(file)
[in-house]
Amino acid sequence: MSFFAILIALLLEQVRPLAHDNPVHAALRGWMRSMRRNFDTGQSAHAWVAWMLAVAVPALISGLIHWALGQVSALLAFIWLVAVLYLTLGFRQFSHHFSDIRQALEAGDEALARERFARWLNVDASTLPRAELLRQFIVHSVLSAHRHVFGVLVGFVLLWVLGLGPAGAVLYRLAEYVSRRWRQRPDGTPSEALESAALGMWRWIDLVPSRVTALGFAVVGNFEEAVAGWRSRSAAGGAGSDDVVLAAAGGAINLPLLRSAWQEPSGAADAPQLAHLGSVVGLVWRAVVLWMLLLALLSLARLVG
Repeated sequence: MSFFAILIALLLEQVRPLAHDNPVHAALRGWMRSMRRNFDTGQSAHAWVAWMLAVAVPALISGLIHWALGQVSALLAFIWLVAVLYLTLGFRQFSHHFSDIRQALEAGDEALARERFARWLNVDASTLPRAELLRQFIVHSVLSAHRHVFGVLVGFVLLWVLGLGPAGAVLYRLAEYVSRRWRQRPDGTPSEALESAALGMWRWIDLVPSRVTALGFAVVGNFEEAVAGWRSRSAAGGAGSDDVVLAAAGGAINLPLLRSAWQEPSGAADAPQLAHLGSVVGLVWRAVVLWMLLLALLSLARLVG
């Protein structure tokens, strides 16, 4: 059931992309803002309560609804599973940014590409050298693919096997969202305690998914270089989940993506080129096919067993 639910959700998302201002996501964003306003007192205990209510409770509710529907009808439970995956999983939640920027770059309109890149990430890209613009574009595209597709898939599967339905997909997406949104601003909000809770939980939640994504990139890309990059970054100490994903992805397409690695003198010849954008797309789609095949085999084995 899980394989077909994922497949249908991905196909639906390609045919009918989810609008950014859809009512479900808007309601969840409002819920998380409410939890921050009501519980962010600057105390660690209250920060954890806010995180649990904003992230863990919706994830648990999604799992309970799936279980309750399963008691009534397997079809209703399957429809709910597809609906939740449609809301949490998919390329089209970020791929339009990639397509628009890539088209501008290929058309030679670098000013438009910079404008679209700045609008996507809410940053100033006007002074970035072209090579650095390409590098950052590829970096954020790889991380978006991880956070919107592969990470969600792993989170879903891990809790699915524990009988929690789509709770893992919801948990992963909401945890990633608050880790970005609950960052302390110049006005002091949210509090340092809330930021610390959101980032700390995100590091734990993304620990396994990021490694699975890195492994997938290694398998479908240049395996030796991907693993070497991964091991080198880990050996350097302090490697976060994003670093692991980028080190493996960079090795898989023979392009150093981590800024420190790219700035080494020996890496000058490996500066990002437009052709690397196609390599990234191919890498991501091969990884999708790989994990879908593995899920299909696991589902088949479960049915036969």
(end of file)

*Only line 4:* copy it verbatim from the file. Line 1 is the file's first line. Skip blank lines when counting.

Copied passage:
């Protein structure tokens, strides 16, 4: 059931992309803002309560609804599973940014590409050298693919096997969202305690998914270089989940993506080129096919067993 639910959700998302201002996501964003306003007192205990209510409770509710529907009808439970995956999983939640920027770059309109890149990430890209613009574009595209597709898939599967339905997909997406949104601003909000809770939980939640994504990139890309990059970054100490994903992805397409690695003198010849954008797309789609095949085999084995 899980394989077909994922497949249908991905196909639906390609045919009918989810609008950014859809009512479900808007309601969840409002819920998380409410939890921050009501519980962010600057105390660690209250920060954890806010995180649990904003992230863990919706994830648990999604799992309970799936279980309750399963008691009534397997079809209703399957429809709910597809609906939740449609809301949490998919390329089209970020791929339009990639397509628009890539088209501008290929058309030679670098000013438009910079404008679209700045609008996507809410940053100033006007002074970035072209090579650095390409590098950052590829970096954020790889991380978006991880956070919107592969990470969600792993989170879903891990809790699915524990009988929690789509709770893992919801948990992963909401945890990633608050880790970005609950960052302390110049006005002091949210509090340092809330930021610390959101980032700390995100590091734990993304620990396994990021490694699975890195492994997938290694398998479908240049395996030796991907693993070497991964091991080198880990050996350097302090490697976060994003670093692991980028080190493996960079090795898989023979392009150093981590800024420190790219700035080494020996890496000058490996500066990002437009052709690397196609390599990234191919890498991501091969990884999708790989994990879908593995899920299909696991589902088949479960049915036969």